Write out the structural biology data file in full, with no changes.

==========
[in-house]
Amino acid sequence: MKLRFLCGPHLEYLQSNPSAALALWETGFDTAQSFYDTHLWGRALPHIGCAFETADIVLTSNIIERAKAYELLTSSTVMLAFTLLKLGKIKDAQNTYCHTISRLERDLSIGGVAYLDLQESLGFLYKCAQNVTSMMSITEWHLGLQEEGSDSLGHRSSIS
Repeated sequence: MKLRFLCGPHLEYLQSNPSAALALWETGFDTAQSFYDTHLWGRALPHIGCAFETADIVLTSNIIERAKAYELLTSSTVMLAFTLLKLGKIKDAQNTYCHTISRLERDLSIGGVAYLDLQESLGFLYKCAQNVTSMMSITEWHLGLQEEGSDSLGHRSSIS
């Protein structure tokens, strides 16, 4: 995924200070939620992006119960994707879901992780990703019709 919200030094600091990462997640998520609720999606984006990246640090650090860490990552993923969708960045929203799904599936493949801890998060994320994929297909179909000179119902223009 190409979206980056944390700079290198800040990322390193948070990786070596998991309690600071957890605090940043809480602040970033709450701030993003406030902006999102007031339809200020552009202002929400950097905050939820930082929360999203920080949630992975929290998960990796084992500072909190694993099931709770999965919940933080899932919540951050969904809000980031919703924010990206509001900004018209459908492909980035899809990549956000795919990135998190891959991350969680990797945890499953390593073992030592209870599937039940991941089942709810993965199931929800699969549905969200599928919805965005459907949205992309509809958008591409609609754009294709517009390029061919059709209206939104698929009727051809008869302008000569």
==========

[in-house]
Amino acid sequence: MKLRFLCGPHLEYLQSNPSAALALWETGFDTAQSFYDTHLWGRALPHIGCAFETADIVLTSNIIERAKAYELLTSSTVMLAFTLLKLGKIKDAQNTYCHTISRLERDLSIGGVAYLDLQESLGFLYKCAQNVTSMMSITEWHLGLQEEGSDSLGHRSSIS
Repeated sequence: MKLRFLCGPHLEYLQSNPSAALALWETGFDTAQSFYDTHLWGRALPHIGCAFETADIVLTSNIIERAKAYELLTSSTVMLAFTLLKLGKIKDAQNTYCHTISRLERDLSIGGVAYLDLQESLGFLYKCAQNVTSMMSITEWHLGLQEEGSDSLGHRSSIS
């Protein structure tokens, strides 16, 4: 995924200070939620992006119960994707879901992780990703019709 919200030094600091990462997640998520609720999606984006990246640090650090860490990552993923969708960045929203799904599936493949801890998060994320994929297909179909000179119902223009 190409979206980056944390700079290198800040990322390193948070990786070596998991309690600071957890605090940043809480602040970033709450701030993003406030902006999102007031339809200020552009202002929400950097905050939820930082929360999203920080949630992975929290998960990796084992500072909190694993099931709770999965919940933080899932919540951050969904809000980031919703924010990206509001900004018209459908492909980035899809990549956000795919990135998190891959991350969680990797945890499953390593073992030592209870599937039940991941089942709810993965199931929800699969549905969200599928919805965005459907949205992309509809958008591409609609754009294709517009390029061919059709209206939104698929009727051809008869302008000569």